Elections are on our minds this week as most of Israel went to the polls to choose their municipal governments. For reasons I do not fully understand, my local council elections have been postponed to December, so I did not get to vote, but I watched a number of different city elections closely. A good friend ran an unfortunately (for her and Raanana) unsuccessful bid for city council in my old hometown. I always follow the Jerusalem elections, and in general I was interested to see how moderate, good government types fare against more ideological and political opponents. I am also concerned about women’s representation in government, and this week was a big disappointment on that front. In many cases, I looked at the results and wondered what led people to vote as they did. What reasons were there for their choices? Were they really weighing the characters or policies of the candidates? Were they voting by a tribal-like loyalty, for the candidate who was closest to them in the Israeli ethnic/religious mix?
With all this in mind, I dove into the weekly Parsha. Elections, in the sense of God’s Elected, are a major theme of Genesis. Who is chosen, why they are chosen, over whom they are chosen, and for what purpose they are chosen – all these come up over and over again throughout the stories of our forefathers. This week’s parsha features the transition from Abraham to Isaac, and the choosing of Rebecca as the second of our four foremothers.
Abraham is chosen for a mission. It is his responsibility to “instruct his children and his posterity to keep the way of the Lord by doing what is just and right.” (Genesis 18:19). For this he was singled out from his brothers in Haran, and told to go to the land that God will show him. We are initially told nothing about Abraham’s character, and why he, specifically, was chosen from among all of humanity. Throughout the last two parashot, his character is slowly revealed and develops. We learn of his ethical behaviour, his failures and his recovery from them, and of his closeness to God. We see a man who takes action to see his visions realized, and does not rely on the promises God makes to him to be actualized on their own. Abraham is chosen because the mission is the whole reason for choosing at all, and he commits himself fully to it.
Later, we will see how Jacob struggles to and contends to be chosen above his twin, Esau. In the end, he is elected by God to be the last of the forefathers, and it seems that it is the struggle itself and Jacob’s striving which make him worthy.
However, Isaac is an enigma. While we have a lengthy story about how his wife is chosen for him, in which she demonstrates the kindness and generosity that mark her as worthy of Abraham’s legacy, we know almost nothing about Isaac at this point. He is a passive character throughout most of his story, and certainly up to and including this parsha. Furthermore, we know that it was not anything about his character that led him to be chosen. He was chosen before his birth, as God told Abraham at the Covenant of Circumcision. It seems it was simply his status as the son of Sarah that made him a preferable candidate to Ishmael, his older brother. This is not to say that Isaac did not have qualities that made him worthy. It is simply that clearly they were not prerequisites for his election, as his election preceded his birth and the development of those qualities.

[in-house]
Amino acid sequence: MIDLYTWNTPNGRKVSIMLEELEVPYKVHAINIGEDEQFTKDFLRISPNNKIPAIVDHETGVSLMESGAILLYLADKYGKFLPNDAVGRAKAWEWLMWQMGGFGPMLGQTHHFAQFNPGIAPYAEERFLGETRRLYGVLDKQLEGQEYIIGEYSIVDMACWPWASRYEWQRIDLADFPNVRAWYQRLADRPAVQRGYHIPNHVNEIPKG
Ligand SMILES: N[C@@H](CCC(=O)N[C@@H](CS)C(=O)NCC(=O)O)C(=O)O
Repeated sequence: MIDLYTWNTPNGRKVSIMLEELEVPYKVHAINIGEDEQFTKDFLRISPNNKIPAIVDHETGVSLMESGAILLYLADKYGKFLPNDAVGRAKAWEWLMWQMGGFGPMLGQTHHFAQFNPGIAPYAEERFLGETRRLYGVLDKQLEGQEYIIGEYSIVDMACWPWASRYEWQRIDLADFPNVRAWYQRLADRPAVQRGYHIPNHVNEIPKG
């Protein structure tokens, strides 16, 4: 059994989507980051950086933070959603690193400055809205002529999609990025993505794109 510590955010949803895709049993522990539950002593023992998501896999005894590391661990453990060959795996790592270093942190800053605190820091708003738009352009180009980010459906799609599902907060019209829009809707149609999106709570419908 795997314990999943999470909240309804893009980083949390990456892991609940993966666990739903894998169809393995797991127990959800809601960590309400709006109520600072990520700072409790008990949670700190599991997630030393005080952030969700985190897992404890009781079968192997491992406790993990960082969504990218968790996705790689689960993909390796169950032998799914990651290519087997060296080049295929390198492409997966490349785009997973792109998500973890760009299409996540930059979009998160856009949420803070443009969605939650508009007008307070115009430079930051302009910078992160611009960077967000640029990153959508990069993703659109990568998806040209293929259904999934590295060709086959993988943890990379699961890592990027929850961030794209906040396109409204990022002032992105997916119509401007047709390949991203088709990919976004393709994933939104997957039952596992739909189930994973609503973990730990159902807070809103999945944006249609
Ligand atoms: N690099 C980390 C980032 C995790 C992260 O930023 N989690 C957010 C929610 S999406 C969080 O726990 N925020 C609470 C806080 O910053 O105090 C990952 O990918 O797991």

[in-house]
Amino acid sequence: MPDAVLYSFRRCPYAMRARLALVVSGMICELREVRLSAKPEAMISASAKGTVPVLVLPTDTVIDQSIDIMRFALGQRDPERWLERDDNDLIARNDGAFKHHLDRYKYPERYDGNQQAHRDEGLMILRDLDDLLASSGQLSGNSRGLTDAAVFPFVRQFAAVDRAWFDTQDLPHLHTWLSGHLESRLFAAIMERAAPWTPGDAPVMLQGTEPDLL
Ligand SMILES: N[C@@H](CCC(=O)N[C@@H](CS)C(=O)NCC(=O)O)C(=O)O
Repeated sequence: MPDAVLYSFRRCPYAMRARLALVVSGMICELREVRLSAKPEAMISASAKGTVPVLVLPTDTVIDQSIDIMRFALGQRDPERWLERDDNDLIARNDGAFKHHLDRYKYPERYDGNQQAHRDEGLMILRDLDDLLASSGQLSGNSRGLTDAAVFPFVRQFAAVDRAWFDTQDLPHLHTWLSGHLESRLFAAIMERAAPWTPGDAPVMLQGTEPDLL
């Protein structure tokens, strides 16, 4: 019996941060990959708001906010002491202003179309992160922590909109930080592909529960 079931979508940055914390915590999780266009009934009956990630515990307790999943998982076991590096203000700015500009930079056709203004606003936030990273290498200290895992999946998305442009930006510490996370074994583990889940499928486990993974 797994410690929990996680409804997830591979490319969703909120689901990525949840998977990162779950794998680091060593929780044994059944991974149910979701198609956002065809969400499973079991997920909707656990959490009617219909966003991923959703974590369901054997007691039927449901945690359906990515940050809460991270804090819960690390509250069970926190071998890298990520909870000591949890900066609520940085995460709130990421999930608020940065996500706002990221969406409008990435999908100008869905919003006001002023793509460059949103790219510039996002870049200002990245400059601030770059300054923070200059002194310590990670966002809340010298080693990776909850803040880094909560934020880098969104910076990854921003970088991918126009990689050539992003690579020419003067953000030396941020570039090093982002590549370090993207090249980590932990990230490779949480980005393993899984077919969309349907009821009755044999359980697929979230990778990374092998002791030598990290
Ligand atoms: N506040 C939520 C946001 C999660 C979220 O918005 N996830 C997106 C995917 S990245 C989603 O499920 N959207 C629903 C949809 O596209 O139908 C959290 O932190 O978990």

Isaac’s election as our patriarch involved no effort on his part. His father, on God’s command in many cases, casts away his opposition one by one, before he is even old enough to know what is happening. Unlike Abraham, he does not need to leave his home or make any great sacrifices to assume his position. (Undergoing the trauma of his near-sacrifice was after his election, not before it.) Unlike Jacob, he does not need to strive to obtain his position against a brother who is his father’s favourite. The election is handed to him, uncontested.
Our three forefathers show three different models of Divine election. Abraham is chosen to fulfill a mission, to create something new, and his character serves the mission. Isaac is chosen simply for being born to the right parents, Abraham and Sarah. His role in the family destiny is one of extension of his parents, of entrenchment. This is a necessary step in the building of the nation. The third generation, embodied in Jacob, struggles to find ways to renew the mission to adapt it for the future.
The State of Israel’s first generation of leaders, like Abraham, created something new. The Zionist mission was paramount, and their characters were subservient to it. The next generation of leadership took fledging institutions, and like Isaac, entrenched them and solidified them into a national infrastructure. Often they were chosen because they were the protégés of the founding generation. Like Isaac, they were chosen for who they were connected to, as much as for themselves. We are now in the third and fourth generations of leadership, and what is needed is creativity in making the Zionist dream something that will last for posterity.
The men and (too few) women we elected this week to be our local leaders across the cities and towns of this country are building on two generations of creation and institution building. Their predecessors successfully established education systems, law enforcement and all the institutions of municipal government on the framework of settlements created by the first generation of Israel’s leaders. It is their job now to find the ways to renew, reform and extend that work, so that it is relevant for the present and future of our country. I trust that we chose leaders up to the task, and I wish them well in it.